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Justin A. Cohn

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Concerns still exist after win

– Sunday brought a victory – 19-9 over the Kansas City Chiefs – and you never want to dispute the value of a victory.

But scrappy as the Colts (3-2) might seem today, they are a team with a lot of questions.

Already proven to be porous on defense, now we must ask why quarterback Peyton Manning didn’t throw the ball very well at Lucas Oil Stadium? Why does the offense look so out of sync? Where has the aura of invincibility gone?

What if the Chiefs (3-1) hadn’t played quizzically?

“We are kind of what we are,” said Manning, after completing 26 of 44 passes for 244 yards with an interception. “Every week, we’re just trying to do what we have to in order to win. People want to compare it to previous seasons and what we’ve done in this phase of our offense, but that’s not what we’re doing. We’re trying to form the identity of this team.”

What is that identity?

Against the Chiefs, it was one of errant or dropped passes, 33 percent efficiency in the red zone and a botched run attempt on fourth-and-2 in the second quarter.

“We’ve been somewhat inconsistent,” Manning said. “We’ll play really good one game and then have a dropoff. We’re still looking for all three phases of our team to play well at the same time. We’ve kind of alternated and, as a result, alternated winning and losing. Hopefully, we can put it together from here on out and start playing really good team football.”

That’s easier said than done, since the impending schedule is Washington, bye week, Houston, Philadelphia, Cincinnati, New England, Dallas, Tennessee.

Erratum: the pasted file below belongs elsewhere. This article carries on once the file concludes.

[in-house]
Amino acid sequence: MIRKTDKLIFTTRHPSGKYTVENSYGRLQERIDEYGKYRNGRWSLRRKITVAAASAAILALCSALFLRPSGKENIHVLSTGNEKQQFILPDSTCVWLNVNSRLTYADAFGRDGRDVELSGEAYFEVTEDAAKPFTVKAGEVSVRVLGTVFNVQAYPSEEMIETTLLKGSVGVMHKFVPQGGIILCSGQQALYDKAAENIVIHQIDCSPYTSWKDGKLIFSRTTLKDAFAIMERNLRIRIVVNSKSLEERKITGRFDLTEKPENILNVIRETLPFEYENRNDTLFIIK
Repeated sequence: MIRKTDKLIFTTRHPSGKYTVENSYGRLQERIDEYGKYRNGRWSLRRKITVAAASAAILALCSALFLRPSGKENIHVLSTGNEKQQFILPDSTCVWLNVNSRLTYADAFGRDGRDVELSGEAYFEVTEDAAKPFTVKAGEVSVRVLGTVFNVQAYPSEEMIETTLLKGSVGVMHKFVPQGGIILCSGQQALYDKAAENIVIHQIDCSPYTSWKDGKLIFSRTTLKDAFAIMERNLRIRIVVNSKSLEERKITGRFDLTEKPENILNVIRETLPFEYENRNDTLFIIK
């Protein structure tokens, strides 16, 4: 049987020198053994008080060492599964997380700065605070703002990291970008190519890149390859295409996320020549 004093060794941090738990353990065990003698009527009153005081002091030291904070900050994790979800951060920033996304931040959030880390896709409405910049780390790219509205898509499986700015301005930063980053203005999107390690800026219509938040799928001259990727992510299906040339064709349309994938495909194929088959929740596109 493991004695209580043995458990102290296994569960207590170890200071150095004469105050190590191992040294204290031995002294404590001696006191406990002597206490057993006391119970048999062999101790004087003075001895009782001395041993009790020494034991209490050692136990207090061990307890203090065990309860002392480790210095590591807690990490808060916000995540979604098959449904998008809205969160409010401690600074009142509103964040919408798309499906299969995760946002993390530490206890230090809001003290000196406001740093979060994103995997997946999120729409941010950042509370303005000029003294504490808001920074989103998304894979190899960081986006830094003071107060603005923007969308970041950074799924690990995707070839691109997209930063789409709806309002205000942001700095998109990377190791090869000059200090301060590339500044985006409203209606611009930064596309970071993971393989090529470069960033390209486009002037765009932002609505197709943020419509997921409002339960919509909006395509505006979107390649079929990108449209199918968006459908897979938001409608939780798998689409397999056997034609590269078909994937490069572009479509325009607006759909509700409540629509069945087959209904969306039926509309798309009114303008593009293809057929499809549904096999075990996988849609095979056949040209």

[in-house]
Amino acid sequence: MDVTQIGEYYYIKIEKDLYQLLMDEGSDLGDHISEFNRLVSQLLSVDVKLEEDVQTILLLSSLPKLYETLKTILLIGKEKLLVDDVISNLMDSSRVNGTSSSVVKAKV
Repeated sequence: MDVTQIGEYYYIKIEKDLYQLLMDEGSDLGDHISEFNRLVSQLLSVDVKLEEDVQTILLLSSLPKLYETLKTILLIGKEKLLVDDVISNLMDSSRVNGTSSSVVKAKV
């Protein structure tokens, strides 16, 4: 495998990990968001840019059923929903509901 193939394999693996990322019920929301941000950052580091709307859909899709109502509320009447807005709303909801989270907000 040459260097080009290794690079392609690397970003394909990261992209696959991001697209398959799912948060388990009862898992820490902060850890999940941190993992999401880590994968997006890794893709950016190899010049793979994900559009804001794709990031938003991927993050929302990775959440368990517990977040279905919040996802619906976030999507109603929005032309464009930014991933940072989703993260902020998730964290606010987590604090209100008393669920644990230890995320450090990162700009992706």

If those teams are smart, they will learn from the Chiefs’ mistakes, which started with a bungled game-opening onside kick attempt. Save for a fumble, Kansas City ran the ball well, getting 108 yards on 24 carries from Jamaal Charles and Thomas Jones. But when the Chiefs got in Indianapolis territory or in short-yardage situations, they passed the ball and wound up with only three Ryan Succop field goals.

It was a perfect case of a team’s offensive coordinator – former Notre Dame coach Charlie Weis – outsmarting himself.

The Colts were ravaged by injuries coming into the game and then lost running back Joseph Addai to a shoulder injury early in the third quarter. And Manning’s timing with some of the players having recently returned from injuries – namely receiver Pierre Garcon – seems off.

Their depth saved matters. Third-string running back Mike Hart looked super, running 11 times for 50 yards, including an 11-yard touchdown late in the game. Safety Aaron Francisco, who was a free agent Tuesday, started the game and played well.

But the Colts’ most potent weapon was Adam Vinatieri, who had four field goals.

It wasn’t a performance the Colts want to repeat.

Justin A. Cohn is a writer for The Journal Gazette and has been covering sports in Fort Wayne since 1997. He can be reached by e-mail; phone, 461-8429; or fax 461-8648; or to discuss this column or others he has written recently, go to the "Sports" topic of "The Board" at